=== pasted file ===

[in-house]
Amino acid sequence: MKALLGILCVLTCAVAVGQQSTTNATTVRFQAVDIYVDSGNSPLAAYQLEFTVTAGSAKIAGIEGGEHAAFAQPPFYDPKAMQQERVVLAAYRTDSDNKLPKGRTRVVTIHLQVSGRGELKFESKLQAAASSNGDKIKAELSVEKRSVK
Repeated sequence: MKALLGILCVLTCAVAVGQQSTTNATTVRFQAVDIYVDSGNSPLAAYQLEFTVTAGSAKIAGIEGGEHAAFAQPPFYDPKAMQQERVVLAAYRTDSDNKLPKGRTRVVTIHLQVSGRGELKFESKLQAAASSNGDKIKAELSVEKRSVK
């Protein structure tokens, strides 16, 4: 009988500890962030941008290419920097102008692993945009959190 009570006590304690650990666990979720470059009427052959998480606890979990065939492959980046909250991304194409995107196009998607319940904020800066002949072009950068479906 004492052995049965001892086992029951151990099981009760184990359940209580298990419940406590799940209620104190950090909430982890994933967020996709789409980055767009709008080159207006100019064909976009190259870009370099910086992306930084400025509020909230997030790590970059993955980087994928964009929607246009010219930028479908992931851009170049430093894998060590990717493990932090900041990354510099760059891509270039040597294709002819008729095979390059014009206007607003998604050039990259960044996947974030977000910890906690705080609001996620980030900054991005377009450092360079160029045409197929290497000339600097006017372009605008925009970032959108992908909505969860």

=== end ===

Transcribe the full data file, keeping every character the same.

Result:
[in-house]
Amino acid sequence: MKALLGILCVLTCAVAVGQQSTTNATTVRFQAVDIYVDSGNSPLAAYQLEFTVTAGSAKIAGIEGGEHAAFAQPPFYDPKAMQQERVVLAAYRTDSDNKLPKGRTRVVTIHLQVSGRGELKFESKLQAAASSNGDKIKAELSVEKRSVK
Repeated sequence: MKALLGILCVLTCAVAVGQQSTTNATTVRFQAVDIYVDSGNSPLAAYQLEFTVTAGSAKIAGIEGGEHAAFAQPPFYDPKAMQQERVVLAAYRTDSDNKLPKGRTRVVTIHLQVSGRGELKFESKLQAAASSNGDKIKAELSVEKRSVK
């Protein structure tokens, strides 16, 4: 009988500890962030941008290419920097102008692993945009959190 009570006590304690650990666990979720470059009427052959998480606890979990065939492959980046909250991304194409995107196009998607319940904020800066002949072009950068479906 004492052995049965001892086992029951151990099981009760184990359940209580298990419940406590799940209620104190950090909430982890994933967020996709789409980055767009709008080159207006100019064909976009190259870009370099910086992306930084400025509020909230997030790590970059993955980087994928964009929607246009010219930028479908992931851009170049430093894998060590990717493990932090900041990354510099760059891509270039040597294709002819008729095979390059014009206007607003998604050039990259960044996947974030977000910890906690705080609001996620980030900054991005377009450092360079160029045409197929290497000339600097006017372009605008925009970032959108992908909505969860």